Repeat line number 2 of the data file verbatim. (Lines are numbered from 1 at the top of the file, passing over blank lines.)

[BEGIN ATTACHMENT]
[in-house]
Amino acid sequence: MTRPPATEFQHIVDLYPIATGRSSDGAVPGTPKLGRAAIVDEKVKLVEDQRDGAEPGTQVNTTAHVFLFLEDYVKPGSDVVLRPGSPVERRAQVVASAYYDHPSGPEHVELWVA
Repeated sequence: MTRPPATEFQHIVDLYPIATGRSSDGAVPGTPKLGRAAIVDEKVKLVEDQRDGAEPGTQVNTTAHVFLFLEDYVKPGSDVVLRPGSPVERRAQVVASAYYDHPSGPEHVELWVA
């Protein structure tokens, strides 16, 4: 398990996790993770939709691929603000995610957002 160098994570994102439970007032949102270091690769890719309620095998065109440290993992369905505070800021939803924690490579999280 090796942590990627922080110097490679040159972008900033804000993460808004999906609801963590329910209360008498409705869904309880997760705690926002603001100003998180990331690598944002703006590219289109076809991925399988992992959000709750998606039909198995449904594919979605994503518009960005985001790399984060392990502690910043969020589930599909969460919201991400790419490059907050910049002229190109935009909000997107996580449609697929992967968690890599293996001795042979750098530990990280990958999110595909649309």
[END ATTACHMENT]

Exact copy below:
Amino acid sequence: MTRPPATEFQHIVDLYPIATGRSSDGAVPGTPKLGRAAIVDEKVKLVEDQRDGAEPGTQVNTTAHVFLFLEDYVKPGSDVVLRPGSPVERRAQVVASAYYDHPSGPEHVELWVA